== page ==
- Case report
- Open Access
Infective endocarditis caused by Arcanobacterium haemolyticum: a case report
Annals of Clinical Microbiology and Antimicrobialsvolume 10, Article number: 17 (2011)
Arcanobacterium haemolyticum is an organism that commonly causes pharyngitis and wound infections. It does not usually cause systemic invasive disease. The organism presents a difficult diagnostic problem because the Clinical Microbiology laboratory has a propensity to view them as diphtheroid organisms of the Corynebacterium species, thus contaminants or normal flora. We describe a case of a 21-year-old female who had endocarditis with cerebral emboli due to Arcanobacterium haemolyticum. This rare condition is associated with significant mortality and to the best of our knowledge; this is the first successfully treated case of A. haemolyticum endocarditis complicated by embolic phenomenon.
Arcanobacterium haemolyticum is a facultative anaerobic gram-positive bacillus. Originally classified in the Cornyebacterium genus, it was re-classified in a new genus in 1982 . It has been isolated from the skin and pharynx of healthy individuals and it is a well-recognised cause of pharyngitis, skin and soft-tissue infections . Less commonly, the organism causes deep-seated infections including osteomyelitis , brain abscesses  and endocarditis [5–7].
Arcanobacterium means 'mysterious bacterium', which is an epithet quite befitting for an organism that is frequently overlooked by the Clinical Microbiology laboratory because it is deemed to be a contaminant or normal flora . Recognition of the ability of this organism to cause disease is important in order to make a correct diagnosis and commence appropriate antibiotic therapy.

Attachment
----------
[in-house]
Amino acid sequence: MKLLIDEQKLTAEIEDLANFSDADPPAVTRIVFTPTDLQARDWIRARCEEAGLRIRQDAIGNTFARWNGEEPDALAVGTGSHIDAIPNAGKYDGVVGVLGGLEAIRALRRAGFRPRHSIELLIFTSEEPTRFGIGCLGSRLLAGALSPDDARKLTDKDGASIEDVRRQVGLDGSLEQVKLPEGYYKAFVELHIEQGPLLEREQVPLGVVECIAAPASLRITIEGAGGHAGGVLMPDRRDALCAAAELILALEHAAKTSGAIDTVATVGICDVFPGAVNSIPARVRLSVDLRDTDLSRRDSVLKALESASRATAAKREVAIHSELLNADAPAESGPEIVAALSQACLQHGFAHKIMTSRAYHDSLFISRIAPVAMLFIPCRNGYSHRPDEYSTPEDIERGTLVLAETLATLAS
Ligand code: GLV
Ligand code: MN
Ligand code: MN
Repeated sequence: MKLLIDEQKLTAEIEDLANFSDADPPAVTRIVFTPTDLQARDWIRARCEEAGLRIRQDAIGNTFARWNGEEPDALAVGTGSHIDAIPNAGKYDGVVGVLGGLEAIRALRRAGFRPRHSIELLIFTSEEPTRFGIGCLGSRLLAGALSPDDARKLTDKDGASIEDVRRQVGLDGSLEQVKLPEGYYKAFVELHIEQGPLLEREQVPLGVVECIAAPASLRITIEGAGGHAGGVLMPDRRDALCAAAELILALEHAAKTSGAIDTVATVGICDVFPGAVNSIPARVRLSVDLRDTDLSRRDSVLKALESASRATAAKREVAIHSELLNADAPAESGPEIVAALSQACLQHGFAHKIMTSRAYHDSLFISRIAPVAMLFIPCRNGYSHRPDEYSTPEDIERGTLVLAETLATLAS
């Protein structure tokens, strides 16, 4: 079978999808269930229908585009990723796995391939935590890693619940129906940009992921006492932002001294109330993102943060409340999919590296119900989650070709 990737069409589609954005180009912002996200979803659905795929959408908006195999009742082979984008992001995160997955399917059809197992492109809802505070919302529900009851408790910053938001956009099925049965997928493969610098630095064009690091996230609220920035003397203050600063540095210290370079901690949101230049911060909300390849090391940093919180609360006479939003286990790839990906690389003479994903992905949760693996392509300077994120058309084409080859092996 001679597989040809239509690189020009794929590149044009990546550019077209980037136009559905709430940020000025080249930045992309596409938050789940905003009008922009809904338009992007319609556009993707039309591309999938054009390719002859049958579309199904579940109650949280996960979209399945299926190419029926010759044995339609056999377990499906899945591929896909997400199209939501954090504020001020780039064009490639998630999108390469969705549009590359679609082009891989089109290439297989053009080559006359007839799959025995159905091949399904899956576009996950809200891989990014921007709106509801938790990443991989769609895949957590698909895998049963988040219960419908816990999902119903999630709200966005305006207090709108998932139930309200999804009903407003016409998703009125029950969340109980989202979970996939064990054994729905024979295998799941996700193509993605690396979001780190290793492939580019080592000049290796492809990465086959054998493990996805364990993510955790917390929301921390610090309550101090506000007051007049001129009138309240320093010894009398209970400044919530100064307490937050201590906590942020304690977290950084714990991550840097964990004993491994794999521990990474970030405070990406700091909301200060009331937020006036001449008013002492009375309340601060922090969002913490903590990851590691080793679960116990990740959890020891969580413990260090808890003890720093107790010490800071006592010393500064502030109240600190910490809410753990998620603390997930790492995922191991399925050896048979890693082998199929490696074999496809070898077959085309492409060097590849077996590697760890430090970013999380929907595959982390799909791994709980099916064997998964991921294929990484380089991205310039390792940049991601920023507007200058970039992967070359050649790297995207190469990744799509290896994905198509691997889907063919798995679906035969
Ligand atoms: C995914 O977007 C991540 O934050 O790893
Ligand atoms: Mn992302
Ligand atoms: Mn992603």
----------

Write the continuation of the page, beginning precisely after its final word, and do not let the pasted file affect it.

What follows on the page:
Here we describe the first case of successfully treated A. haemolyticum infective endocarditis complicated with cerebral emboli and review the features of this rarely pathogenic organism.
A 21-year-old Caucasian female with known congenital heart disease presented with a five-day history of fever, lethargy and a swollen, painful left calf. Her past medical history included previous surgical repair for pulmonary atresia, quadricuspid aortic valve and a ventricular septal defect (VSD) as a child for which she took life-long warfarin anticoagulation therapy. She had also suffered recurrent miscarriages.
On examination she was febrile at 38.5°C, but hemodynamically stable. Significant positive findings were a swollen, tender left lower limb and an ejection flow murmur across the prosthetic aortic valve and pulmonary regurgitation through the pulmonary conduit, consistent with her heart condition. The remainder of the clinical examination was unremarkable.
Laboratory results showed: hemoglobin 9.3 g/dl; mean cell volume 0.32 fl; white cell count 8.6 × 109/liter; neutrophil count 6.7 × 109/liter; platelet count 268 × 109/liter; C-reactive protein 35 mg/liter; INR 3.0. Her renal and liver function tests were normal. The admission chest radiograph was unremarkable. Ultrasound of her calf showed a hematoma, which was aspirated percutaneously under ultrasound guidance, the subsequent culture being negative.
However, due to ongoing fevers the patient underwent a transthoracic echocardiogram (the patient was initially unable to tolerate the transesophageal approach) that raised the possibility of vegetations on the mitral valve and VSD patch. The patient then suffered a grand mal seizure requiring intubation and admission to the Intensive Care Unit. On examination a fixed and dilated right pupil was noted. Computerized tomography of the head showed a large right frontal parenchymal hematoma with several smaller frontal abscesses associated with mass effect and midline shift to the left (Figure 1a).
Neurosurgical review led to an emergency right frontal craniotomy with evacuation of the hematoma (Figure 1b), which was negative on microbiological culture. She was commenced on empirical intravenous ceftriaxone (2 g every 12 h), vancomycin (1 g every 12 h) and metronidazole (500 mg every 8 h) on advice from the Microbiology Department. Her post-operative progress was complicated by the need for further neurosurgery due to persistently raised intracranial pressure, resulting in a craniostomy.